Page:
How does this new Jewish perspective relate to Paul’s view of justification and the wrongness of the traditional-Protestant view? The New Perspective correctly understood that the traditional-Protestant view sees justification by faith as the opposite of legalistic works righteousness; one is declared righteous based on Christ’s work versus being declared righteous based on one’s own works. That is, the traditional-Protestant view sees Paul opposing two soteriological systems: justification by grace/Christ’s-work/faith (grace soteriology) versus justification by works of the law (works-righteousness soteriology). The New Perspective rejects that Paul is opposing these two systems. Why? Because according to the new view of Judaism, a works-righteousness soteriology did not exist! Therefore, Paul could not have been arguing against a non-existent works-righteousness soteriology. Therefore, the first of the “five points” is that New Perspective authors agree that Paul was not arguing against a legalistic works-righteousness view because it did not exist—that is, they accept Sanders’s covenantal nomism. And since the traditional-Protestant view of justification is at least partially understood by what it is opposes (i.e., works righteousness), then its view of justification must be wrong. Hence, the second point is that New Perspective authors agree on what justification is not—it is not the traditional-Protestant view.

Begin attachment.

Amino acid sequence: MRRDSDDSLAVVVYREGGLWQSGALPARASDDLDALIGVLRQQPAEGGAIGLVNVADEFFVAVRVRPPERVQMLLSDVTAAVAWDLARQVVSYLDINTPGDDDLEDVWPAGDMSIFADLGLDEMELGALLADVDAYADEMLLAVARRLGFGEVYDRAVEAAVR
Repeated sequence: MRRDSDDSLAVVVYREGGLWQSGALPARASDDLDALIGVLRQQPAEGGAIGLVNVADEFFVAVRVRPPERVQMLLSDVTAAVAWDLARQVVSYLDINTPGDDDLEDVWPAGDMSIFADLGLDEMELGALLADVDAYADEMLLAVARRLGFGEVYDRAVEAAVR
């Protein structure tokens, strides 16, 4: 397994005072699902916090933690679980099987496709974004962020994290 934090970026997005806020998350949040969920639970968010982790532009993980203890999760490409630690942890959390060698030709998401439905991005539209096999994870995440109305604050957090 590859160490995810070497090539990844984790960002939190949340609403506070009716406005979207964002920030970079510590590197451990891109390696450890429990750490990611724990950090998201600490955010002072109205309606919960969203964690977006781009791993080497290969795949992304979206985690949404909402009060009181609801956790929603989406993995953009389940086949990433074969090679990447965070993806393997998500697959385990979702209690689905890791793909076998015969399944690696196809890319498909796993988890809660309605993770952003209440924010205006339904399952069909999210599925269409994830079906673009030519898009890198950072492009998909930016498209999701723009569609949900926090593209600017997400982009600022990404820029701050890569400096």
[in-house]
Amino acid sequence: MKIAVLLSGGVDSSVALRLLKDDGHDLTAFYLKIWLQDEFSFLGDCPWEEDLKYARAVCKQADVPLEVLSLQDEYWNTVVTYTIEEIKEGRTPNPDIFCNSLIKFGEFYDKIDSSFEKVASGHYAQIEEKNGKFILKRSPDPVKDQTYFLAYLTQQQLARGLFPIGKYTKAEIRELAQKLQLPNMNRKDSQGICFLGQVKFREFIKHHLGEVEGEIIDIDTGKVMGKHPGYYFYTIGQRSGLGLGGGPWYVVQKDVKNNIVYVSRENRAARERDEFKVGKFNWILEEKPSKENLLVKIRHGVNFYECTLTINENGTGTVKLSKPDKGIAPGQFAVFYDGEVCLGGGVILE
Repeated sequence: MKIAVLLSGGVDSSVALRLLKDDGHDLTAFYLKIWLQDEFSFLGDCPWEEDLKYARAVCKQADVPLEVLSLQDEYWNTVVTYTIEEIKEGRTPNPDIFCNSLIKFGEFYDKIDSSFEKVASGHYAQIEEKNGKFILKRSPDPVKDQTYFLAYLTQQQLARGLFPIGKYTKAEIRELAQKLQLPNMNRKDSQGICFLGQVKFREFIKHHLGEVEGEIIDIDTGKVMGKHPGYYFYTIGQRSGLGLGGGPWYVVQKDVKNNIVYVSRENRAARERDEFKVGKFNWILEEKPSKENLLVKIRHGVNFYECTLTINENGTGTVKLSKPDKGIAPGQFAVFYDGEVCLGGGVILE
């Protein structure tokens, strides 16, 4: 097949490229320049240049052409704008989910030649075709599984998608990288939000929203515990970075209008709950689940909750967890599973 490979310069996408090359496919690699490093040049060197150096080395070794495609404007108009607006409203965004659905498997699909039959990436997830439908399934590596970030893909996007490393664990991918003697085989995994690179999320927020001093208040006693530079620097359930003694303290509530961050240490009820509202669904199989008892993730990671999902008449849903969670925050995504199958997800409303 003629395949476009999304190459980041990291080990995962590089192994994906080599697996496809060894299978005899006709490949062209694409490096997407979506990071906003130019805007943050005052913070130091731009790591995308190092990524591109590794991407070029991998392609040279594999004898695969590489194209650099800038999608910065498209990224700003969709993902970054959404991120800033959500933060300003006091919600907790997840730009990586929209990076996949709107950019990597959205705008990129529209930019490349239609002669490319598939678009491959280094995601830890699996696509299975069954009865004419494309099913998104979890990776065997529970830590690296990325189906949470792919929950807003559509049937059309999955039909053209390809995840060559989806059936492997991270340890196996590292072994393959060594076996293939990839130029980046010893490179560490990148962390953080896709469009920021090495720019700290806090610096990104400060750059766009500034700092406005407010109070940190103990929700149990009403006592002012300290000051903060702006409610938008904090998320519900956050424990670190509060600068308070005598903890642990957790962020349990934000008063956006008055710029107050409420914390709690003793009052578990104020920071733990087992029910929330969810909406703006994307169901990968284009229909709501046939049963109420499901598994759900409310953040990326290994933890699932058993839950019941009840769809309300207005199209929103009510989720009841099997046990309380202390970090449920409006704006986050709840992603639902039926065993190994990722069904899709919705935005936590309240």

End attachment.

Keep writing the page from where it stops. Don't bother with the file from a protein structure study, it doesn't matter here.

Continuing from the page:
The above shows what the New Perspective is against; it is against the traditional-Protestant views of works and justification based on its understanding of Judaism. But, according to the New Perspective, what does Paul mean by these terms? New Perspective authors define “works of the law” (e.g., Rom. 3:28; Gal. 2:16) as primarily emphasizing three Jewish boundary markers: Sabbath, circumcision, and food laws. In the first-century Greco-Roman world, these three separated Jews from Gentiles. Paul states that one is justified by faith and not by Jewish boundary markers. (Note that the New Perspective does not see these boundary markers as part of a larger category of works righteousness as the traditional-Protestant view does.) The third of the “five points” is that New Perspective authors agree that “works of the law” primarily refers to Jewish boundary markers: Sabbath, circumcision, and food laws.